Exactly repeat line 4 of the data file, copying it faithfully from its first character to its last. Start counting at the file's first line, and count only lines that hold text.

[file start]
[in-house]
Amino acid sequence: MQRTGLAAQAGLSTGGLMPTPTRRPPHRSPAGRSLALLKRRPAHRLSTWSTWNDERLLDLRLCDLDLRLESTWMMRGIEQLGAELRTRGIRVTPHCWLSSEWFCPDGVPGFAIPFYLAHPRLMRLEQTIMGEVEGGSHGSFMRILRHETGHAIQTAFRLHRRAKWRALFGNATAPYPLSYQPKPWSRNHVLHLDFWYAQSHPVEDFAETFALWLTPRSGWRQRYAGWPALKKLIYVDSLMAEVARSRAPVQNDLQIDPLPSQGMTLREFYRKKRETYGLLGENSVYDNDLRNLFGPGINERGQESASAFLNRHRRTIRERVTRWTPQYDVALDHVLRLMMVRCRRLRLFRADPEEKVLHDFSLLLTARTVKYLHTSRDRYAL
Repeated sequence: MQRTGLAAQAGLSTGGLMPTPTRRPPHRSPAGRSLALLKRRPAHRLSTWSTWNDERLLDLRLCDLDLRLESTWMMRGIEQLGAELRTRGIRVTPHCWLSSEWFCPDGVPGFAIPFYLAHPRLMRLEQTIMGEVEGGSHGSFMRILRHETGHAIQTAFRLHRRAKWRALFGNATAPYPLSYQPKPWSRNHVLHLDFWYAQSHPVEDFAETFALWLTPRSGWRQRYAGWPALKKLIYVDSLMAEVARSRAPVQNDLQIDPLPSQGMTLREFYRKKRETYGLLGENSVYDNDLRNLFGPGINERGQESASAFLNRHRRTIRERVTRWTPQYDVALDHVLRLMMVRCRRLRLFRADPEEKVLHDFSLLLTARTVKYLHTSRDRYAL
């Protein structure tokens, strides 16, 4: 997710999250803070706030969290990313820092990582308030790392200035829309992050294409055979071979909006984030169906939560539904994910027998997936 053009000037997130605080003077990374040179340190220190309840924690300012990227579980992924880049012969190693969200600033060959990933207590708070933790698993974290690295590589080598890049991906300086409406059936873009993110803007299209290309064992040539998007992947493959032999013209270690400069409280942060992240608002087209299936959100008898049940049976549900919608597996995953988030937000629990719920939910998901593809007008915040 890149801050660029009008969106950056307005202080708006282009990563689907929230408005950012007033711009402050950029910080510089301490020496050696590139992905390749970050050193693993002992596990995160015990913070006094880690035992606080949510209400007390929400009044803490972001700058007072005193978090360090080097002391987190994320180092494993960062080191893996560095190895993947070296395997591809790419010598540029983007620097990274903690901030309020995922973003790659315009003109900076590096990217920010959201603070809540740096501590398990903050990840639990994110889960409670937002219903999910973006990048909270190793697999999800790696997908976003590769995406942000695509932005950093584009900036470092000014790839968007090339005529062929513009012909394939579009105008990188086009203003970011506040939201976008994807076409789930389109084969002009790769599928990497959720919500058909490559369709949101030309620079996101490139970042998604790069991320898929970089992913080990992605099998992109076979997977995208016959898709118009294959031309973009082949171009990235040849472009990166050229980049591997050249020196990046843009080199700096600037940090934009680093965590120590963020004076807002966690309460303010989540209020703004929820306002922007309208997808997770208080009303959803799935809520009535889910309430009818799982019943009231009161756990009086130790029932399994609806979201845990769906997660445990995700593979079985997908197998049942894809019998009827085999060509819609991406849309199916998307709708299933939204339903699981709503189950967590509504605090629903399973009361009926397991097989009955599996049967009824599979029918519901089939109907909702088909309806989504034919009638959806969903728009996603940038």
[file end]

């Protein structure tokens, strides 16, 4: 997710999250803070706030969290990313820092990582308030790392200035829309992050294409055979071979909006984030169906939560539904994910027998997936 053009000037997130605080003077990374040179340190220190309840924690300012990227579980992924880049012969190693969200600033060959990933207590708070933790698993974290690295590589080598890049991906300086409406059936873009993110803007299209290309064992040539998007992947493959032999013209270690400069409280942060992240608002087209299936959100008898049940049976549900919608597996995953988030937000629990719920939910998901593809007008915040 890149801050660029009008969106950056307005202080708006282009990563689907929230408005950012007033711009402050950029910080510089301490020496050696590139992905390749970050050193693993002992596990995160015990913070006094880690035992606080949510209400007390929400009044803490972001700058007072005193978090360090080097002391987190994320180092494993960062080191893996560095190895993947070296395997591809790419010598540029983007620097990274903690901030309020995922973003790659315009003109900076590096990217920010959201603070809540740096501590398990903050990840639990994110889960409670937002219903999910973006990048909270190793697999999800790696997908976003590769995406942000695509932005950093584009900036470092000014790839968007090339005529062929513009012909394939579009105008990188086009203003970011506040939201976008994807076409789930389109084969002009790769599928990497959720919500058909490559369709949101030309620079996101490139970042998604790069991320898929970089992913080990992605099998992109076979997977995208016959898709118009294959031309973009082949171009990235040849472009990166050229980049591997050249020196990046843009080199700096600037940090934009680093965590120590963020004076807002966690309460303010989540209020703004929820306002922007309208997808997770208080009303959803799935809520009535889910309430009818799982019943009231009161756990009086130790029932399994609806979201845990769906997660445990995700593979079985997908197998049942894809019998009827085999060509819609991406849309199916998307709708299933939204339903699981709503189950967590509504605090629903399973009361009926397991097989009955599996049967009824599979029918519901089939109907909702088909309806989504034919009638959806969903728009996603940038």